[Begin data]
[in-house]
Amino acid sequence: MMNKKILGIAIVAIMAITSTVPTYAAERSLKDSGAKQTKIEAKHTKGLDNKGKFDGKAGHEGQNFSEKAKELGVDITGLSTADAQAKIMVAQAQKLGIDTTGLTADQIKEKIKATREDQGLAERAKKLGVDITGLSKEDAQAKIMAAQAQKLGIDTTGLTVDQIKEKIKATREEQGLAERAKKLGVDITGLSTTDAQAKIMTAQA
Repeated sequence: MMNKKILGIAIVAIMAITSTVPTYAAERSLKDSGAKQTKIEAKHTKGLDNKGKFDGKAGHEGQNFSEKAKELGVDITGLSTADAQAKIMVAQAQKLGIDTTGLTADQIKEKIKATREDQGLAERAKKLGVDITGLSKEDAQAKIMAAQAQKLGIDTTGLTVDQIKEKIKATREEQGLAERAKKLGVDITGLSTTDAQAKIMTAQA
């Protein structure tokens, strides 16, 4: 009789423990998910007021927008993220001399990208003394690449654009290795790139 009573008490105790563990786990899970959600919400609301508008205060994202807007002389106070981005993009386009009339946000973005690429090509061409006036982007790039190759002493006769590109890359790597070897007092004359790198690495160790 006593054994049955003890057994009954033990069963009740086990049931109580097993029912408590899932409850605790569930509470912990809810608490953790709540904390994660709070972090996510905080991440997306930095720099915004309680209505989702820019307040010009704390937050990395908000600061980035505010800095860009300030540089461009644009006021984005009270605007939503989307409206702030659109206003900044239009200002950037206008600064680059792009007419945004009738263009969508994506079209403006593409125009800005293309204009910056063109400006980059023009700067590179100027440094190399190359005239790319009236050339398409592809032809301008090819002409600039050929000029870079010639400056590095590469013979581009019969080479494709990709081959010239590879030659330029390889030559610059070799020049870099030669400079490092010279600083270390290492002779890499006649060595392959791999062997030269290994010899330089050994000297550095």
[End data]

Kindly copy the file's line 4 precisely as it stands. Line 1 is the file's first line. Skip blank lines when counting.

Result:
């Protein structure tokens, strides 16, 4: 009789423990998910007021927008993220001399990208003394690449654009290795790139 009573008490105790563990786990899970959600919400609301508008205060994202807007002389106070981005993009386009009339946000973005690429090509061409006036982007790039190759002493006769590109890359790597070897007092004359790198690495160790 006593054994049955003890057994009954033990069963009740086990049931109580097993029912408590899932409850605790569930509470912990809810608490953790709540904390994660709070972090996510905080991440997306930095720099915004309680209505989702820019307040010009704390937050990395908000600061980035505010800095860009300030540089461009644009006021984005009270605007939503989307409206702030659109206003900044239009200002950037206008600064680059792009007419945004009738263009969508994506079209403006593409125009800005293309204009910056063109400006980059023009700067590179100027440094190399190359005239790319009236050339398409592809032809301008090819002409600039050929000029870079010639400056590095590469013979581009019969080479494709990709081959010239590879030659330029390889030559610059070799020049870099030669400079490092010279600083270390290492002779890499006649060595392959791999062997030269290994010899330089050994000297550095």